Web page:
I was absolutely thrilled to find out about Canadian Net REIT (TSXV:NET) around April this year, which is about when I started buying the quality real estate investment trust (REIT) in my Tax-Free Savings Account (TFSA). You might know the company, which is formerly known as Fronsac REIT (TSXV:FRO.UN).
I found the top-notch dividend stock when I was going through the Canadian Dividend All-Star List — you can obtain the latest version here. Just to be clear, I’m not affiliated with that website in any way. The author explains the list as “a free spreadsheet with an abundance of useful dividend screening information on Canadian companies that have increased their dividend for five or more years in a row.”
I haven’t found any similar company as Canadian Net REIT on the Canadian exchanges (yet). There are bigger versions of it on the NYSE though, including Realty Income (NYSE:O) and the like.
Real estate is a traditional way to generate passive income. Investors no longer need to take on a lot of debt or purchase individual properties to earn income from real estate.
Nowadays, it’s as easy as ever for anyone to become passive landlords by investing in real estate investment trusts (REITs). REITs have professional management to take care of a diversified portfolio of real estate assets, including mortgages.
You can immediately generate what’s similar to rental income passively by simply buying units of REIT ETFs. Investopedia introduced three top Canadian REIT ETFs. I’ve ordered the REIT ETFs based on their net asset values from large to small. Let’s explore to see if they could be good purchases for real estate income.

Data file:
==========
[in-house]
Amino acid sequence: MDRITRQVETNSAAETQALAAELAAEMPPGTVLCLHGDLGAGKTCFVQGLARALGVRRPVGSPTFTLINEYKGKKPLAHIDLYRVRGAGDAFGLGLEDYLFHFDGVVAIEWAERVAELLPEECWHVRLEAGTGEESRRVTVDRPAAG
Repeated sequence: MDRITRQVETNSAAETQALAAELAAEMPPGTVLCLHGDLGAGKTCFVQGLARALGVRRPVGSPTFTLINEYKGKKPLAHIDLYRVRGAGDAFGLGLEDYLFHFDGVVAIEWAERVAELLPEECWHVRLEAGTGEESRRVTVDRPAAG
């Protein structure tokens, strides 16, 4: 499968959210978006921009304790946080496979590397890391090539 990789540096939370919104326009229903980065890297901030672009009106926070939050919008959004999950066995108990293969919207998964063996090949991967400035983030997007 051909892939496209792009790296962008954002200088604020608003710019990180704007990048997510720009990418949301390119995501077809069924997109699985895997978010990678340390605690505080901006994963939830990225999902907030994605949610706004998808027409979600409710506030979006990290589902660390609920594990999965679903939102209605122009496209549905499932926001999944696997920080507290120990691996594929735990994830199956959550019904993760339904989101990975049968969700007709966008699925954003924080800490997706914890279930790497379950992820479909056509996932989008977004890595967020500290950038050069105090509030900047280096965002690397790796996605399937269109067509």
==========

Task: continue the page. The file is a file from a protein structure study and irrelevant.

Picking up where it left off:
The Canadian Dividend Aristocrat list is a good place to explore prospective dividend stocks for buying. There are dividend stocks that grow their dividends at an incredible pace. Ideally, we aim to focus on dividend stocks with long-term growth trends.
Typically, the longer the dividend growth streak of a dividend stock, the better. But you’ve got to investigate its business and determine if more above-average growth is coming. And make sure you pay a reasonable multiple for the stock.
You can observe the one- and three-year dividend growth rates (DGR) to get an idea of recent dividend increases. Also, look at the five- and 10-year DGR. The 10-year rate will likely include a recession, which provides a glimpse of how resilient the business might be during tough economic times. Dig into the year(s) of recession for the real resilience of the business.
Here are some of the top Canadian Dividend Aristocrats with incredible five-year DGR. Stocks with high dividend growth tend to have small yields. (Typically, you would find blue-chip Canadian dividend-growth stocks growing dividends in the 5-7%. It would be amazing to find one growing its dividend at 10%.)
We believe by going through many examples, investors can better identify the type of dividend stocks to invest in for long-term buy and hold or potentially sizing a position accordingly for trading. Here are five dividend stock examples.